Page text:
Once I started college, I knew without a doubt I would study abroad. When looking for programs through my school, I quickly came across a place called Grenoble in France where there was a business school I could get credit at. After doing some research on it, I realized that was the program for me. It felt right from the very beginning, with the gorgeous mountains and scenic location. I felt ready to jump on a plane at any moment! I waited so long to finally go and each day I became more and more excited for the journey ahead. 

From there, it's all history. Grenoble became my home and I ended up staying a whole academic year because I'd fallen for France. I fell in love with the French way of life, their culture, and my host city. I was captivated by the French Alps and wondered how I'd ended up so lucky. Grenoble provided me everything I'd ever wanted in life and I have book shelves full of memories now. I'm so glad I got to experience being a local in a different country and for the opportunity to stay as long as I did.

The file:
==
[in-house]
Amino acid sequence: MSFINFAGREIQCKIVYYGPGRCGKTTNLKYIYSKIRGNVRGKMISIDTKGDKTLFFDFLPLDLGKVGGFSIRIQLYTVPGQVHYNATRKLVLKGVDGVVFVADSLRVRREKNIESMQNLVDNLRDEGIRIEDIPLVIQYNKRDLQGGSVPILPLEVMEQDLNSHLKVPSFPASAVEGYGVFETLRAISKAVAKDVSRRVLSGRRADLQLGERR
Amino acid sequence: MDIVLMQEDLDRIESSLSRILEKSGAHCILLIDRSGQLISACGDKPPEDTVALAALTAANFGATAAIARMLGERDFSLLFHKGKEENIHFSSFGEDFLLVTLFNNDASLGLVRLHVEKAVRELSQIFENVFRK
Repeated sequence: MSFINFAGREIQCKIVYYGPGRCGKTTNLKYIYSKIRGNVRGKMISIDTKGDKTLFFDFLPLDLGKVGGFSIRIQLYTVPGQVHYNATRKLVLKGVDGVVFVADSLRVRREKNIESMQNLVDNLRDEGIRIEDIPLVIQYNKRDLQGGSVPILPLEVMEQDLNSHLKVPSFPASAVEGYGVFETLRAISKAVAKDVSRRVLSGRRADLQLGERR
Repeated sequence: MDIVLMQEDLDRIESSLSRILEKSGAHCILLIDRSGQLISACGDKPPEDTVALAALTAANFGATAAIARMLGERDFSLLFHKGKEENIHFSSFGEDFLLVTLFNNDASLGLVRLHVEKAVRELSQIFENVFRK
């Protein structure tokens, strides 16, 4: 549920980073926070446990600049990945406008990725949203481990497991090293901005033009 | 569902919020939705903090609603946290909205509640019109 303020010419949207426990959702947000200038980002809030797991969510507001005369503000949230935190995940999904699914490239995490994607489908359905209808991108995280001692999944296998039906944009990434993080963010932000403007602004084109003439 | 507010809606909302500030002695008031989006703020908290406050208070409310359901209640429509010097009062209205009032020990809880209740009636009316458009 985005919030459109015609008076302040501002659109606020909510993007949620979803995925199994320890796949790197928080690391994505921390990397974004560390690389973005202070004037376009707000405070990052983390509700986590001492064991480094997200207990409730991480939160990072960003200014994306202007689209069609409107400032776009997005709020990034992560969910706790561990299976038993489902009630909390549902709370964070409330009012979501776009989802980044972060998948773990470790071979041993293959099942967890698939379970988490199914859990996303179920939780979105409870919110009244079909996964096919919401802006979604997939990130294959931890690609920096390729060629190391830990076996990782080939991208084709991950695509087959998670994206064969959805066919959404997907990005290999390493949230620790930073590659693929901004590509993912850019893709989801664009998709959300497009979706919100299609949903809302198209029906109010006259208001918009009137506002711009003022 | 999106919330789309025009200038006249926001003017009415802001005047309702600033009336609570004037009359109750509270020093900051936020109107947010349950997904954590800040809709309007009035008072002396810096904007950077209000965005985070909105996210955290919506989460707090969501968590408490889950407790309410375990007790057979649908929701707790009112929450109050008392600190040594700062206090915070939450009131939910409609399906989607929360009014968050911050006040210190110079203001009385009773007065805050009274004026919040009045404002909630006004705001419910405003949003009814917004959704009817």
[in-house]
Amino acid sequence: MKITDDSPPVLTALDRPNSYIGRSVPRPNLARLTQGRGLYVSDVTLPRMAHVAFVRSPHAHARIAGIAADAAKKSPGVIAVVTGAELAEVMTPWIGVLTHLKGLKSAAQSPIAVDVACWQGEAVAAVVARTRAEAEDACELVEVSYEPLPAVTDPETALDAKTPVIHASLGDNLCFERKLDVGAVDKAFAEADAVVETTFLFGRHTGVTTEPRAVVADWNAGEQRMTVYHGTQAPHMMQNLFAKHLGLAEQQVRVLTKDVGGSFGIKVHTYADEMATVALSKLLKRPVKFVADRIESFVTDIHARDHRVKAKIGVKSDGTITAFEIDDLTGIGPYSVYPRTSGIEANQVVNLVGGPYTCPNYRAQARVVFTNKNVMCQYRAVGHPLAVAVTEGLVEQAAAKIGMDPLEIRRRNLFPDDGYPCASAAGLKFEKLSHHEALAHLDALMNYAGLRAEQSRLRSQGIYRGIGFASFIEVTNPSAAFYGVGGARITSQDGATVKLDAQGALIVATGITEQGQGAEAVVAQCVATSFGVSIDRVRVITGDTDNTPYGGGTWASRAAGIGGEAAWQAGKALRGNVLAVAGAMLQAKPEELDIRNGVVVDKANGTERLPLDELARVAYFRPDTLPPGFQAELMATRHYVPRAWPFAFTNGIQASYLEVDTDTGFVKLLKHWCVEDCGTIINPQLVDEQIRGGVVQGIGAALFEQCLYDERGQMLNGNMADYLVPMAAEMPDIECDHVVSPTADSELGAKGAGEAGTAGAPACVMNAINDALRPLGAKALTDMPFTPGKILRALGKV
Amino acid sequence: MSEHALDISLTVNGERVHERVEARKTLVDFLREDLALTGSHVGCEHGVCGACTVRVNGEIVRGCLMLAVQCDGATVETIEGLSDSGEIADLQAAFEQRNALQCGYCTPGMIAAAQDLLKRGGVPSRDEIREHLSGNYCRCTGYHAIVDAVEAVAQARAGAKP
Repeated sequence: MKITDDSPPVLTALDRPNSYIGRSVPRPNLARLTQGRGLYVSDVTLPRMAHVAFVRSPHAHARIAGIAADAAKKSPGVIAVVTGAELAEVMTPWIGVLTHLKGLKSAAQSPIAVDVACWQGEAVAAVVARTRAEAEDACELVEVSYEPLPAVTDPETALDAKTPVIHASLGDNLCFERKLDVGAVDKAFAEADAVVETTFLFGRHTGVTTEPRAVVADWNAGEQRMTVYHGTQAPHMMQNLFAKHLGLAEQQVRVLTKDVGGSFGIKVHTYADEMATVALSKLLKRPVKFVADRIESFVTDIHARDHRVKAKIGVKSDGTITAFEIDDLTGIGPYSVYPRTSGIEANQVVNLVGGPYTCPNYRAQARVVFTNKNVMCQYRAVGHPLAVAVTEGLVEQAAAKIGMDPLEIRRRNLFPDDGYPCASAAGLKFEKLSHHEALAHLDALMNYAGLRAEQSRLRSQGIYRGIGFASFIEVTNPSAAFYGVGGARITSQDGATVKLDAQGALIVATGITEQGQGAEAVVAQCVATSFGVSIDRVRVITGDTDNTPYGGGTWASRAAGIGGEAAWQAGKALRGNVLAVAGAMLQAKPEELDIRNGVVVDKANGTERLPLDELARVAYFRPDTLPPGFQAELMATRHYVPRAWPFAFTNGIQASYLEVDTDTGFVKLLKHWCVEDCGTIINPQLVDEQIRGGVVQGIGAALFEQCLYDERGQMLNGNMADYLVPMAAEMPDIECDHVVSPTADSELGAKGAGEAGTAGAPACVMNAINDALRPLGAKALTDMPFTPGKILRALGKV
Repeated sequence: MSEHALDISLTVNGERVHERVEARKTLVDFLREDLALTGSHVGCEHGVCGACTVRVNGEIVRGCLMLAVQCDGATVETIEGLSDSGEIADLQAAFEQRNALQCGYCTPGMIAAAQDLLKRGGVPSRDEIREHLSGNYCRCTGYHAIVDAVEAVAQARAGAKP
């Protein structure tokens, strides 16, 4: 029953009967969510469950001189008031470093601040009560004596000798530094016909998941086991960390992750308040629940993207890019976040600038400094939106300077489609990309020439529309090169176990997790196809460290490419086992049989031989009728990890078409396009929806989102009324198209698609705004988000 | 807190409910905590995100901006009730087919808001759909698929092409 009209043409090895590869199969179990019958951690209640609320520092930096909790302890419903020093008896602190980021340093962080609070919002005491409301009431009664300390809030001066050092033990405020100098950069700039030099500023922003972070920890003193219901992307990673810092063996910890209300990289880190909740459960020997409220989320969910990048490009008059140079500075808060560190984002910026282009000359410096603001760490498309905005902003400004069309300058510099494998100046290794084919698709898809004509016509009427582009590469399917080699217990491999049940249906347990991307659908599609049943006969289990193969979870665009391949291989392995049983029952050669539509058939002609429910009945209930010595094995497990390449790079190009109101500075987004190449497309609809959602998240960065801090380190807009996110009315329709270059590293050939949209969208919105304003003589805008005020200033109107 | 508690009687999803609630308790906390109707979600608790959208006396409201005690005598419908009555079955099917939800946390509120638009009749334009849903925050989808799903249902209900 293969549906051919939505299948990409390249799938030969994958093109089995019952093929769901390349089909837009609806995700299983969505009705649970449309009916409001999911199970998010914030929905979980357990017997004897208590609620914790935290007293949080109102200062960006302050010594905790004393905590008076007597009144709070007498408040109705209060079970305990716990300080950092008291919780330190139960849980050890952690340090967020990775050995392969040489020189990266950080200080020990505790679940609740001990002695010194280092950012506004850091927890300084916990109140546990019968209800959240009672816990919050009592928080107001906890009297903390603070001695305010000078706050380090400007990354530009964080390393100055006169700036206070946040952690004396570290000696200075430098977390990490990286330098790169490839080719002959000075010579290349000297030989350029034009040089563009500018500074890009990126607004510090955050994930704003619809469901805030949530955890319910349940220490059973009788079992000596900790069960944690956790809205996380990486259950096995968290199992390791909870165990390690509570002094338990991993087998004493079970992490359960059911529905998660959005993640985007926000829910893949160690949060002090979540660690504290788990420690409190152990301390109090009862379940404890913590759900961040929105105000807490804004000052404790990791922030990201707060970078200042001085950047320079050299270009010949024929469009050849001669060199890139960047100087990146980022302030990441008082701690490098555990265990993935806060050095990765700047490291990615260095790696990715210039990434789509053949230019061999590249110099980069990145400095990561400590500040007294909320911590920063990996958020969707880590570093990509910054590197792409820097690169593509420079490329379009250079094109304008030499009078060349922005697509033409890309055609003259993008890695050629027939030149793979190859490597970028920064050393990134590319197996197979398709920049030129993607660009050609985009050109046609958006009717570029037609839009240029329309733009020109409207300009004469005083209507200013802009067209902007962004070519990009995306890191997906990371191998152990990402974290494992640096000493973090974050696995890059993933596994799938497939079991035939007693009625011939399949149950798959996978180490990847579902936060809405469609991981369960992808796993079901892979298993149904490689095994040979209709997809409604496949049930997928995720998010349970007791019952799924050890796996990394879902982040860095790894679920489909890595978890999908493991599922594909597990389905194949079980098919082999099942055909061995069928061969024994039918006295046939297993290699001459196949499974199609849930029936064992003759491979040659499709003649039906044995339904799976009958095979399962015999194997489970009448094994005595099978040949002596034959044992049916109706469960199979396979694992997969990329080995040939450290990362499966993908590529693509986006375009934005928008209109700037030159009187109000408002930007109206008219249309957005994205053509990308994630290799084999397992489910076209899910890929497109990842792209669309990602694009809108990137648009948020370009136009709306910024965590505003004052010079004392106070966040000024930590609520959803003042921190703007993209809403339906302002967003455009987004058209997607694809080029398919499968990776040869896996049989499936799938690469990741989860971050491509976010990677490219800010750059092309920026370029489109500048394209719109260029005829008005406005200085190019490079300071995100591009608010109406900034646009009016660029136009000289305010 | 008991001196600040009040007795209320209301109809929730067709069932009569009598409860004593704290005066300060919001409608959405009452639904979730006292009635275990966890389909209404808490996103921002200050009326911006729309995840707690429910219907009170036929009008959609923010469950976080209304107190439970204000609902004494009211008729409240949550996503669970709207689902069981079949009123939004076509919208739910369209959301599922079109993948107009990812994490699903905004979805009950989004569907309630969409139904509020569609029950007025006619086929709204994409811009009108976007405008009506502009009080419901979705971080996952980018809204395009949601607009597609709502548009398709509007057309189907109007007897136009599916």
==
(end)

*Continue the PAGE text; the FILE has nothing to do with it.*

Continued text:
My life truly became a reflection of what I'd seen in the Madeline movies. I even ended up living in a house covered in vines! It may not have been in Paris but it was in the best city I'd ever known. Grenoble is charming, just the right size, and perfect for students. I wouldn't have had it any other way. 

The people are what make a place so special and I made friends for life. We had so much fun together, making the city ours, and living to the fullest every day. This past year has become the best in my life and I can't wait to return someday. I'd love for my family and friends to see the place that is so dear to me. I wonder how much will have changed in the future. Living in Europe became normal for me, but I'm sure the next time I go it will be like the very first time. When you first arrive in a new country, you're in a honeymoon state where every little thing makes you feel grateful and thrilled. Soon you adjust, but I still made sure to appreciate what was before me every day. I realized it's so important to live in the present and stay humble.